Nietzsche’s thoughts on gardening for future generations

I wouldn’t usually go to Nietzsche expecting gardening advice. But rereading a bit of Human, All Too Human,  I came across this quote, which chimes in unexpectedly closely with something I’ve been trying to say in the book:

An essential disadvantage which the cessation of the metaphysical outlook brings with it lies in the fact that the attention of the individual is too firmly fixed on his own brief span of life and receives no stronger impulse to work at the construction of enduring institutions intended to last for centuries; he wants to pluck the fruit himself from the tree he plants and he is therefore no longer interested in planting those trees which demand constant tending for a century and are intended to provide shade for long successions of generations.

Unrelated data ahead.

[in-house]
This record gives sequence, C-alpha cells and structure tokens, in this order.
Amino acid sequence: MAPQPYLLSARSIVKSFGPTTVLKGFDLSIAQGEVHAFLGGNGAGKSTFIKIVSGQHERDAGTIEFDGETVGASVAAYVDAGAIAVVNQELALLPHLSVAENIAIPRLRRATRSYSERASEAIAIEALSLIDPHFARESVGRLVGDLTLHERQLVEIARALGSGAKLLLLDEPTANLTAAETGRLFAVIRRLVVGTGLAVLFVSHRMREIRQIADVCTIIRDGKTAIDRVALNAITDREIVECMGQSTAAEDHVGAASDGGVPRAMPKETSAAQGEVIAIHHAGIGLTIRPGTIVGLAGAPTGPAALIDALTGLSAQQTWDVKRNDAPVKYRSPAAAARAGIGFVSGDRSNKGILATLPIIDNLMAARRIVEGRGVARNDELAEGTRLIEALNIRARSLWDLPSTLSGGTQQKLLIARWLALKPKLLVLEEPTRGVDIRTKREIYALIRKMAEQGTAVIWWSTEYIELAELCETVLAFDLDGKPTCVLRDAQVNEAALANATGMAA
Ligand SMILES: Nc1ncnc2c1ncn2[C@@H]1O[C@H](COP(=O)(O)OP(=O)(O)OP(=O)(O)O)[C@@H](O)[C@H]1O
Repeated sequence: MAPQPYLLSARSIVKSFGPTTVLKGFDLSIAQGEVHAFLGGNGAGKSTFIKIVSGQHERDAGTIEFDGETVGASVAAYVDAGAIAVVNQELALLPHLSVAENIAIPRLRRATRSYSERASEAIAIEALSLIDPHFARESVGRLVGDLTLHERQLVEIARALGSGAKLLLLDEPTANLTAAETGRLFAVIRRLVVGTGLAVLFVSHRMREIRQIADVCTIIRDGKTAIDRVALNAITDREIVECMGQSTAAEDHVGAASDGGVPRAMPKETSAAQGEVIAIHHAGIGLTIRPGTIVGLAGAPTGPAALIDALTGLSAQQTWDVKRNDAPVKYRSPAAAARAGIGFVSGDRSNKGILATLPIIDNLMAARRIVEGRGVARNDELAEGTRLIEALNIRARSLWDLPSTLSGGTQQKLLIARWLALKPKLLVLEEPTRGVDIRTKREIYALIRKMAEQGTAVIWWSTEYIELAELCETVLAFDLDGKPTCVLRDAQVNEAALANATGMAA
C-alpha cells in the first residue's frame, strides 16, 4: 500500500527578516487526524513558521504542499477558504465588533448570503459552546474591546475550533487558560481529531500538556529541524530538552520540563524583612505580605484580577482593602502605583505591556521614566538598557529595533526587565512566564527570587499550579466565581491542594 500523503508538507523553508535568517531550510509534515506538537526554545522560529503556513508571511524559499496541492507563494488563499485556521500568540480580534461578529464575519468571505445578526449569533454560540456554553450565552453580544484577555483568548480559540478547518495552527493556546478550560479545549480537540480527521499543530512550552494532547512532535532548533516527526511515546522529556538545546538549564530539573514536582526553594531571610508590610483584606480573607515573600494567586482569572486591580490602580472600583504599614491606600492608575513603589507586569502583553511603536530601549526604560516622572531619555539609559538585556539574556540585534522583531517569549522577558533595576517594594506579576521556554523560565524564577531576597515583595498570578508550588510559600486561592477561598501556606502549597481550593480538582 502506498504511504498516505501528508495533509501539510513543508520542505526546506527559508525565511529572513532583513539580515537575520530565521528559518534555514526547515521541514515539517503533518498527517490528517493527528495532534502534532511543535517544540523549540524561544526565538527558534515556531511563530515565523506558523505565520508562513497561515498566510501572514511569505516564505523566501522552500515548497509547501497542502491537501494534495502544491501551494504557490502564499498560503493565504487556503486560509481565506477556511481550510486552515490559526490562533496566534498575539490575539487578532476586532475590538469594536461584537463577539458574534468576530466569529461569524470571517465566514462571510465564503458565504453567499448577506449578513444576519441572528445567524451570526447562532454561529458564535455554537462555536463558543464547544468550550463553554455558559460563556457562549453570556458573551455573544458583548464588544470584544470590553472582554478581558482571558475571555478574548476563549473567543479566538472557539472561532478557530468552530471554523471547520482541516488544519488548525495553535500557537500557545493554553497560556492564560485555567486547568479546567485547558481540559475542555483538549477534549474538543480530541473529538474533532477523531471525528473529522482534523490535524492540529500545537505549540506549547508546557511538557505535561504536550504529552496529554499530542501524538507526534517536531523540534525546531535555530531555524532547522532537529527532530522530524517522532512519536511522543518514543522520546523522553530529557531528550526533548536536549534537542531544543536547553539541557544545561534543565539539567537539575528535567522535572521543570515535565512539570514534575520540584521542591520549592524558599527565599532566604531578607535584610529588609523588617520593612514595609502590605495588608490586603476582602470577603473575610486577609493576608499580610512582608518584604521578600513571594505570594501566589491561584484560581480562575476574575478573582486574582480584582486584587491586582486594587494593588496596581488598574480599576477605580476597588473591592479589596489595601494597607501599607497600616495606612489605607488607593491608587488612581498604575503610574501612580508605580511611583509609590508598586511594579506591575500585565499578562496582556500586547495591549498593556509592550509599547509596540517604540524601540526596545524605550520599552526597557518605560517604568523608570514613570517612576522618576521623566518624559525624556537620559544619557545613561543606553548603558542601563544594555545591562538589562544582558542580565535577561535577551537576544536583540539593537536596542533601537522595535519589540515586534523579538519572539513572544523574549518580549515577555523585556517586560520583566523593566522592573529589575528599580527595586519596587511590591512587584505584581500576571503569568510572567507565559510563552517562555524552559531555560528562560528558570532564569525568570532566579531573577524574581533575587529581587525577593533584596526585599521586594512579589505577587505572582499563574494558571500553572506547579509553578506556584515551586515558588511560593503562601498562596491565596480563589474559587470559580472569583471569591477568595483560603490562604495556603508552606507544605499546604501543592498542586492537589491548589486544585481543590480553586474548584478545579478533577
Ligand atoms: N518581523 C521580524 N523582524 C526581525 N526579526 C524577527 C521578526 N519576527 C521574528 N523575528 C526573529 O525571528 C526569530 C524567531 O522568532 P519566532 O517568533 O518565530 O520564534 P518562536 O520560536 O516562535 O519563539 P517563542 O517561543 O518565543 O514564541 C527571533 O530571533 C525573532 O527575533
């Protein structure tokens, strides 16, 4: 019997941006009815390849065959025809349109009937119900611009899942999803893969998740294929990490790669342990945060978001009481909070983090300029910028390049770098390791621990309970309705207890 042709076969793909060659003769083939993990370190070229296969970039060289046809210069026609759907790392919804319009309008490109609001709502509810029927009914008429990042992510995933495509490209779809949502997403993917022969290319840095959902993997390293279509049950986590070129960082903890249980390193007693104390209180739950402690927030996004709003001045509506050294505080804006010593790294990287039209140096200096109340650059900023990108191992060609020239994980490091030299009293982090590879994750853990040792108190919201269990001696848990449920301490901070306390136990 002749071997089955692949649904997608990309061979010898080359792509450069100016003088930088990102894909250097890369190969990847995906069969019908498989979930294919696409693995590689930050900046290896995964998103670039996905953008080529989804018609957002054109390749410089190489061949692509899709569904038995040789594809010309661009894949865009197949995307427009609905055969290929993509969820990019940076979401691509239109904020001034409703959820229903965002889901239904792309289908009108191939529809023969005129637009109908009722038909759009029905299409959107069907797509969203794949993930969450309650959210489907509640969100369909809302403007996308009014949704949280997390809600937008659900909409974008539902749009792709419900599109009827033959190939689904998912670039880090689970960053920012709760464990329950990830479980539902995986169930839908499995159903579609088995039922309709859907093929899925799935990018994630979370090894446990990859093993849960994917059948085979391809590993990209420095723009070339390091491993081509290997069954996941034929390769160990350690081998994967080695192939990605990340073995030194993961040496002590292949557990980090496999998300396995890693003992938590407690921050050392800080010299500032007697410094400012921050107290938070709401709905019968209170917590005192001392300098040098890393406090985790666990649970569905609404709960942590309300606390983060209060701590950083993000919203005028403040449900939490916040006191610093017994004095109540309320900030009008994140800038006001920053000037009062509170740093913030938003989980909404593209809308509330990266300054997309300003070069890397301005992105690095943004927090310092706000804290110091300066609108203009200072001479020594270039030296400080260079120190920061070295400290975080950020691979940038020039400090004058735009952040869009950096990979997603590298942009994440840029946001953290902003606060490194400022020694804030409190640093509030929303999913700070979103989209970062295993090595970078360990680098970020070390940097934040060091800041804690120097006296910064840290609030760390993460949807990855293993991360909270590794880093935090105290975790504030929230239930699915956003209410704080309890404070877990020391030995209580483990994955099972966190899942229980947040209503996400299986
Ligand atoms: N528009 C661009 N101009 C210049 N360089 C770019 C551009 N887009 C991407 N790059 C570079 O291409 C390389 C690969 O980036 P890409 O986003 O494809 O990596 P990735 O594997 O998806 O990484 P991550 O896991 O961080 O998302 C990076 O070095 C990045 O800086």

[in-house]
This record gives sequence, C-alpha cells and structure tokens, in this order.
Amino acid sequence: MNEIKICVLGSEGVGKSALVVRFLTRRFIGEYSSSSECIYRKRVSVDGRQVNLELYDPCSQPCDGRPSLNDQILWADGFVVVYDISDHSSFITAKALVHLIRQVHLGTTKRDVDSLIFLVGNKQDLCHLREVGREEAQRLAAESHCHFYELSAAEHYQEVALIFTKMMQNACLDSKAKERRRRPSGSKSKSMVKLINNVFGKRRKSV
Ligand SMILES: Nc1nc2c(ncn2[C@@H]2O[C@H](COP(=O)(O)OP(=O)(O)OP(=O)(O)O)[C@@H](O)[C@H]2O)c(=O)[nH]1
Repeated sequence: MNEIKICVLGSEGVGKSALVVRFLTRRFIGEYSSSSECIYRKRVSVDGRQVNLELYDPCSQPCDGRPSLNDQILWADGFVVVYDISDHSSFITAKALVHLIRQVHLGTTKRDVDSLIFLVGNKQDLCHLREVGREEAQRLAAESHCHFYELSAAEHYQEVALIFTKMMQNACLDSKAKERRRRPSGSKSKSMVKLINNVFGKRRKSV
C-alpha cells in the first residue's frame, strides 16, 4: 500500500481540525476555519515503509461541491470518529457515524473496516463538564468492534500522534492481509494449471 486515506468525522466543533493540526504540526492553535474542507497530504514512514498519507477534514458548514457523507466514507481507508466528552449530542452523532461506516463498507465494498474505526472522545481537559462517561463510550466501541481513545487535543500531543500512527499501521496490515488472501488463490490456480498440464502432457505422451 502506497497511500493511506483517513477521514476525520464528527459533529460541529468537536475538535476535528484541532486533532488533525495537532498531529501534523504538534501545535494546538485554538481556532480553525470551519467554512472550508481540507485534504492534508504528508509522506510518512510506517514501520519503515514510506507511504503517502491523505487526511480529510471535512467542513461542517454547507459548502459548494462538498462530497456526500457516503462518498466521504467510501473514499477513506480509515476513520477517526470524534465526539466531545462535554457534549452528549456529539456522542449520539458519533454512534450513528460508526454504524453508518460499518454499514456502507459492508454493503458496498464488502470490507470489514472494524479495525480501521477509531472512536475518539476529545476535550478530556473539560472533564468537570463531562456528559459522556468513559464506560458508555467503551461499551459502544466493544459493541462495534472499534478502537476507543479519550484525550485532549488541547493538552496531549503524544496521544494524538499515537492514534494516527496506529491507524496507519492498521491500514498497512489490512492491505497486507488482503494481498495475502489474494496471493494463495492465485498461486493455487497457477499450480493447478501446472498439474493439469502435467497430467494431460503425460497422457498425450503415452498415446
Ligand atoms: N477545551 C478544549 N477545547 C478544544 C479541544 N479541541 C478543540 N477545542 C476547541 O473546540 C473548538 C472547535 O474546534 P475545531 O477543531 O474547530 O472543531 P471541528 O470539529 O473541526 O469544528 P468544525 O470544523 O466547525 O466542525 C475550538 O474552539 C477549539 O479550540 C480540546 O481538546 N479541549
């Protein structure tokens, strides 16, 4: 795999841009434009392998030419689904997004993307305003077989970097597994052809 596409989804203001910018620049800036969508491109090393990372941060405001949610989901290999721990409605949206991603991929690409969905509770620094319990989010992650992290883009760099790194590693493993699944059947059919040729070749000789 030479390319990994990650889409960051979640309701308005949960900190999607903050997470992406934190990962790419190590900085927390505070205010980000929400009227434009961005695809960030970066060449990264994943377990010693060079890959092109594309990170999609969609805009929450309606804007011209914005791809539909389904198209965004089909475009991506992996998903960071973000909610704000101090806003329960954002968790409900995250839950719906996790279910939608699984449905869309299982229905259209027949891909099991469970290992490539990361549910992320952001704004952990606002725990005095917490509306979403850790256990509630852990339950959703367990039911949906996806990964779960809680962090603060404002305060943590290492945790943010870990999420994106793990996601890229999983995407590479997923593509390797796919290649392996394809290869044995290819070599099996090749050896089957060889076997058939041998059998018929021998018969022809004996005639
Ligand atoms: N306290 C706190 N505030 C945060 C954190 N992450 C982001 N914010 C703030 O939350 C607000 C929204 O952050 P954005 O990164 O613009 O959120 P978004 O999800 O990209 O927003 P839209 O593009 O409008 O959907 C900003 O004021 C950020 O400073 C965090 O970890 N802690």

The point I wanted to make is how impressed I have been by the people I have met while writing the book, who are planting and tending trees, hedges and gardens that will be at their prime many decades in the future. We do seem to live in a bit of a short-termist society, but luckily there are still people who take a longer view and are willing to create something that will live on beyond them. When I see something like the amazing topiaries of Levens Hall, the yew tunnels that are being recreated in one of the country house gardens I visited, or a beautiful hedge that has been continually tended for generations, I am increasingly aware of the debt I owe to people who are now long gone.
Of course there is a Chinese proverb that makes this point rather more succinctly than either me or Nietzsche:

The best time to plant a tree was twenty years ago.
The second best time, is today.


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Filed under Garden History, The Hedge Philosopher

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